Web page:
Publisher: Caitlin Press
Francine Cunningham lives with constant reminders that she doesn’t fit the desired expectations of the world: she is a white-passing, city-raised Indigenous woman with mental illness who has lost her mother. In her debut poetry collection ON/ME, Cunningham explores, with keen attention and poise, what it means to be forced to exist within the margins. Cunningham does not hold back: she holds a lens to residential schools, intergenerational trauma, Indigenous Peoples forcibly sent to sanatoriums, systemic racism and mental illness, and translates these topics into lived experiences that are nuanced, emotional, funny and heartbreaking all at once. ON/ME is an encyclopedia of Cunningham, who shares some of her most sacred moments with the hope to spark a conversation that needs to be had.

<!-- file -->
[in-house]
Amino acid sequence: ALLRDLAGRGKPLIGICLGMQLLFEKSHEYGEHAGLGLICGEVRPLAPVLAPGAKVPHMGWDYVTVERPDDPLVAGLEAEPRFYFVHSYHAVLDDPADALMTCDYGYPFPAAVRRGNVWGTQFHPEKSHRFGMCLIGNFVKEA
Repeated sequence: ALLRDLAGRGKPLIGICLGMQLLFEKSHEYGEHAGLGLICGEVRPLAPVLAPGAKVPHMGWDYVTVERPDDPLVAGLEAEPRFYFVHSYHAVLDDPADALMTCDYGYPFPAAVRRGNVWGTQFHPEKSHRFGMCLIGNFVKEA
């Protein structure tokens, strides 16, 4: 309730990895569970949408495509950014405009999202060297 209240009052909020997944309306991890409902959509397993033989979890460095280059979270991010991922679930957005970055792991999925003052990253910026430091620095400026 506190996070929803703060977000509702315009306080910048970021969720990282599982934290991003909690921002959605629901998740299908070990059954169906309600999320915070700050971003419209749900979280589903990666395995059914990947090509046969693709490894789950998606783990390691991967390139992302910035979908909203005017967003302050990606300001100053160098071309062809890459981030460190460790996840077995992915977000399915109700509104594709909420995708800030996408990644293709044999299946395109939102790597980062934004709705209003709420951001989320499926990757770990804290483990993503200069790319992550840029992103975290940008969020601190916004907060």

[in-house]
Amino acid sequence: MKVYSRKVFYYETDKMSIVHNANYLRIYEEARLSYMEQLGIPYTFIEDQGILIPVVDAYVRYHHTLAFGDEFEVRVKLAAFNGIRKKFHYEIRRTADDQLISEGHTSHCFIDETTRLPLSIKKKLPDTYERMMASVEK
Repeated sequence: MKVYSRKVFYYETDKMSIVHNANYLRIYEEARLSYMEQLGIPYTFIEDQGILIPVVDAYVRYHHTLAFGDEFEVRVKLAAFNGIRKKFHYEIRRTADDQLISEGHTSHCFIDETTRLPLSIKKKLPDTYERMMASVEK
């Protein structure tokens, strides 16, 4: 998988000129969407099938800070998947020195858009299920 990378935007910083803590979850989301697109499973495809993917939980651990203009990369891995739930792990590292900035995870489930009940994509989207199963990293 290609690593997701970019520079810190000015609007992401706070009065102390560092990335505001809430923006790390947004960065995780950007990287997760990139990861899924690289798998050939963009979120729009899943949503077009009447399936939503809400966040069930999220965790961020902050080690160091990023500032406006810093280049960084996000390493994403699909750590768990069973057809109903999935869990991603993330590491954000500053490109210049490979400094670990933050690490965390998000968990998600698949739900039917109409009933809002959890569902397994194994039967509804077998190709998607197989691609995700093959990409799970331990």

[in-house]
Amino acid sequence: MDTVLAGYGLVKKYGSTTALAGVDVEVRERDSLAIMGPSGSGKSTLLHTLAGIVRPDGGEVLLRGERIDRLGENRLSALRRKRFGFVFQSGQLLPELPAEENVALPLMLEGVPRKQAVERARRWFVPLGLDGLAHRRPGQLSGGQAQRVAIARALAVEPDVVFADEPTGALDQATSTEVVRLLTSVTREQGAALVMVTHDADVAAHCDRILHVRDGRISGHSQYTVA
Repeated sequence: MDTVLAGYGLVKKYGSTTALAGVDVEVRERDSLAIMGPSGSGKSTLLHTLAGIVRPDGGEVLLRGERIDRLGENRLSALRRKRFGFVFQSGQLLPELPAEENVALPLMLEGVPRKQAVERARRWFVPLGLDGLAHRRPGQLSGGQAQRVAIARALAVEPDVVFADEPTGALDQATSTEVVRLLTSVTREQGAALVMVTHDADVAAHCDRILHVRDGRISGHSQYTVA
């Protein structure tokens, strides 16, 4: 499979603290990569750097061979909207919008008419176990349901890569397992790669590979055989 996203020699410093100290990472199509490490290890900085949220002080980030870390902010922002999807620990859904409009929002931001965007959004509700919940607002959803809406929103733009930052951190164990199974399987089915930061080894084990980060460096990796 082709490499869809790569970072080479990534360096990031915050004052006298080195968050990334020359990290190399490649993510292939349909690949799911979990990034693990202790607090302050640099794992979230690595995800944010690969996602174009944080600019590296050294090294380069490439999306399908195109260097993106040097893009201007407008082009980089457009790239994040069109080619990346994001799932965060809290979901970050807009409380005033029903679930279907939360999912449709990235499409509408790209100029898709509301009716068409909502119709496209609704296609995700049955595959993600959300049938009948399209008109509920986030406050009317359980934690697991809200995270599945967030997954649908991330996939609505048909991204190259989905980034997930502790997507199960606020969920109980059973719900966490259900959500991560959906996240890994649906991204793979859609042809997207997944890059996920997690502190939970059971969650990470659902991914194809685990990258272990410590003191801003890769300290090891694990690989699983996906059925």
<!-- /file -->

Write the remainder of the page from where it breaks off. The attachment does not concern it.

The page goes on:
Francine Cunningham is a Canadian Indigenous writer, artist and educator. Her creative non-fiction has appeared in The Malahat Review, the anthologies Boobs: Women Explore What It Means to Have Breasts (Caitlin Press) and Best Canadian Essays 2017 (Tightrope Books), and was longlisted for the 2018 Edna Staebler Personal Essay. Her fiction and poetry have appeared in Grain as the winner of the Short Grain Writing Contest in 2018, The Puritan, Joyland, Echolocation, The Maynard and more. She is a graduate of the UBC Creative Writing MFA program, winner of the 2019 Indigenous Voices Award for unpublished prose, winner of The Hnatyshyn Foundation’s REVEAL Indigenous Art Award, and a recipient of Telus’ 2017 STORYHIVE web series grant. On/Me is her first book.